When Good Doctors Make Bad Decisions—The View from the Jury Box
On March 2, I reported to Suffolk County Superior Court for jury duty, certain that I’d be let go after my day of service or excused, just like every other time. So it was a bit of a shock to find myself seated, by the end of the day, as Juror No. 14 on a medical malpractice trial that, according to the judge’s prediction, would take until March 23. (She was exactly right, as it turned out.)
I won’t dwell here on the irony of being forced to spend most of Mass Mobile Month immobile in the jury box, separated from my laptop and unable to use my cell phone. Being part of the 14-member jury on a three-week civil trial was no more of a hardship for me than it was for the other jurors, so I’m not going to complain. But I do want to share a few observations from the experience—some encouraging, some not. I’ll try to restrict myself mainly to talking about subjects related to technology and medicine, which were the big themes in the case.
The trial, in a nutshell, was about a health emergency that went undiagnosed far too long. The plaintiffs were an elderly church pastor from a Boston suburb and his wife. (I’m not going to use their names.) The pastor had a history of back trouble, but nothing incapacitating. The weekend before Thanksgiving in 2003, he began to experience unbearable back pain, and was taken to the ER of a local hospital (which I also will not name—if you want to go dig up the details, I’m sure there are public records).
Doctors there quickly determined that the pastor had a streptococcal infection in his bloodstream and started him on the appropriate antibiotics. They began a series of tests intended to locate the source of the infection and the pain. But the agony continued, and it wasn’t until five days later, after the pastor had been transferred to a prominent Boston hospital, that its true source was discovered.
An imaging study showed that the infection had taken root in the pastor’s spine in the form of a large epidural abscess, a pocket of pus inside the spinal canal between the bone and the dura, the outer lining of the spinal cord. As soon as the abscess was detected, surgeons operated to drain the pus. But by then it was too late. The abscess had pinched off the pastor’s spinal cord, causing permanent nerve damage. The pastor, now 75 years old, can’t walk on his own and suffers from a range of other disabilities.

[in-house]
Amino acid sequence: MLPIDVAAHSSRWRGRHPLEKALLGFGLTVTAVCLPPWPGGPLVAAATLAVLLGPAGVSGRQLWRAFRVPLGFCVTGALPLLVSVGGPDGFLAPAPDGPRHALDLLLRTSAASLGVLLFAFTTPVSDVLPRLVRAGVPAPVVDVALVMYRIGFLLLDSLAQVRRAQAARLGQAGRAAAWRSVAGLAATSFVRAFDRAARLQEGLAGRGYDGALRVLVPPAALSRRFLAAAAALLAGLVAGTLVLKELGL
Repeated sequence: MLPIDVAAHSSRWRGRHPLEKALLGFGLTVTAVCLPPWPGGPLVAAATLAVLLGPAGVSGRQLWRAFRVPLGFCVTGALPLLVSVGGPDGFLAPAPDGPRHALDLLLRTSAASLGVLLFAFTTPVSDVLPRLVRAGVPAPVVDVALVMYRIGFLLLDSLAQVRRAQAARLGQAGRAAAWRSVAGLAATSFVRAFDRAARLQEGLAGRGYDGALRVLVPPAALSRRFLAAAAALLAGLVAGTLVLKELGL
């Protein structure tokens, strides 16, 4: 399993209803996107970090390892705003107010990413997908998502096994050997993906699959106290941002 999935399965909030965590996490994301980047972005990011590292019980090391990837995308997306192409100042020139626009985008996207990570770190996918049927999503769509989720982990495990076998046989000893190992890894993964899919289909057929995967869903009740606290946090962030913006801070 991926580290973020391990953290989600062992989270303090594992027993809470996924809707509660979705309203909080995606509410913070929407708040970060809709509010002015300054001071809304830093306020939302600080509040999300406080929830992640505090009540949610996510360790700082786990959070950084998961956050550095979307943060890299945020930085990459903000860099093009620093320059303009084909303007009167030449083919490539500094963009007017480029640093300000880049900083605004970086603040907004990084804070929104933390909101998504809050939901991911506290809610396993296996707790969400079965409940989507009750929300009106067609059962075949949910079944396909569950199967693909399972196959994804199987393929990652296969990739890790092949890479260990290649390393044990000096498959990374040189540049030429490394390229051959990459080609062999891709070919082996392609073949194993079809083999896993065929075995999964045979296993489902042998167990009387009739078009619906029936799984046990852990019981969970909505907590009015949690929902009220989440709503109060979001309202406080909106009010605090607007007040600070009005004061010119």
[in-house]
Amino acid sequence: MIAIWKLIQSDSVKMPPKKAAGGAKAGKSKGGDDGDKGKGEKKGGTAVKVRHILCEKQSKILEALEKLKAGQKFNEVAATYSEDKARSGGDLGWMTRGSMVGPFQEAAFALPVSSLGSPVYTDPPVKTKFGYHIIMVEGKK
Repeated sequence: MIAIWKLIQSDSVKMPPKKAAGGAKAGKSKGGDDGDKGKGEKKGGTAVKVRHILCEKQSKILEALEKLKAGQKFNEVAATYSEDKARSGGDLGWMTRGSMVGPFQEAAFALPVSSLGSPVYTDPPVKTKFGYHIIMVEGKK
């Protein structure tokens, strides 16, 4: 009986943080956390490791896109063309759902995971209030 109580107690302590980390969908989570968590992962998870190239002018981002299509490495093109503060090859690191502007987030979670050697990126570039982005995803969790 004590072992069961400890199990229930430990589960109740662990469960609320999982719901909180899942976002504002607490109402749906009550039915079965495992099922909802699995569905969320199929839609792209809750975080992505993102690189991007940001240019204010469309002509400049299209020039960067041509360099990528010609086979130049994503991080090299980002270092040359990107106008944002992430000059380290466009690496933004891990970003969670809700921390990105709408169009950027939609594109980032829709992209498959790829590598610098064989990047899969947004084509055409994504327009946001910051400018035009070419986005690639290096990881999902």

The plaintiffs’ attorney was an outstanding Boston trial lawyer and medical malpractice specialist named Gregg Pasquale, of Keches Law Group. I’ve since learned that in the 1980s Pasquale was an assistant district attorney in Middlesex County, where he prosecuted murder cases. His fiery zeal was evident every day in our courtroom. Pasquale argued that the defendants in the case—a radiologist from the suburban hospital and two doctors from the Boston hospital—should have done more to diagnose the pastor’s problem.
One of the many difficulties in the pastor’s case was that the abscess didn’t appear on the standard MRI exam ordered by the ER doctor at the suburban hospital. But Pasquale argued that if the radiologist on duty had gone looking in the hospital’s computer system for previous MRI films of the pastor’s spine, and had compared the old and new films, she would have seen evidence of infection. This presumably would have prompted her to recommend a different test—an MRI with gadolinium contrast, like the one that was eventually done at the Boston hospital—that would have highlighted the abscess, allowing surgeons to act to drain it sooner. Pasquale argued that the admitting and attending physicians at the Boston hospital also erred in not being quicker to order an MRI with contrast or a neurosurgical consultation.
Those are the basic facts and contentions, though of course I’ve left out volumes. Pasquale and the defendants’ attorneys—Kenneth Weiss of Ficksman & Conley and George Wakeman of Adler Cohen Harvey Wakeman & Guekguezian, who were also masters of their craft—walked the jury through hundreds of pages of medical records and called 17 witnesses all told (which is why the trial took three weeks). In the end, the plaintiffs lost: my fellow jurors and I determined, based on the evidence we were given, that none of the pastor’s injuries could be traced to outright negligence on the part of the individual defendants. Now, on to my personal observations:
1. Medical malpractice lawsuits are a lousy way to reach a fair outcome when somebody’s been injured. As I just wrote, we jurors felt that Pasquale failed to prove his case that the actions (or inaction) of the three doctors named as defendants rose to the level of negligence. But dozens of professionals were involved in the pastor’s care that week, and I think everyone on the jury agreed that on a broader level, the medical system failed in this case.
It was clear to me, at least, that the pastor’s injuries resulted from a chain of avoidable errors. To begin with, the radiologist or her staff should have located the older films, which would have raised suspicions about a serious spinal infection. While their failure to do this didn’t constitute malpractice, the fact that the original MRI finding was a false negative set off a wild goose chase. Doctors wasted days investigating possibilities like an abdominal infection, endocarditis (an infection of the heart valves), and even a dental abscess. It wasn’t until the spinal abscess had grown so large that paralysis set in that anyone bothered to do the key test, a contrast MRI.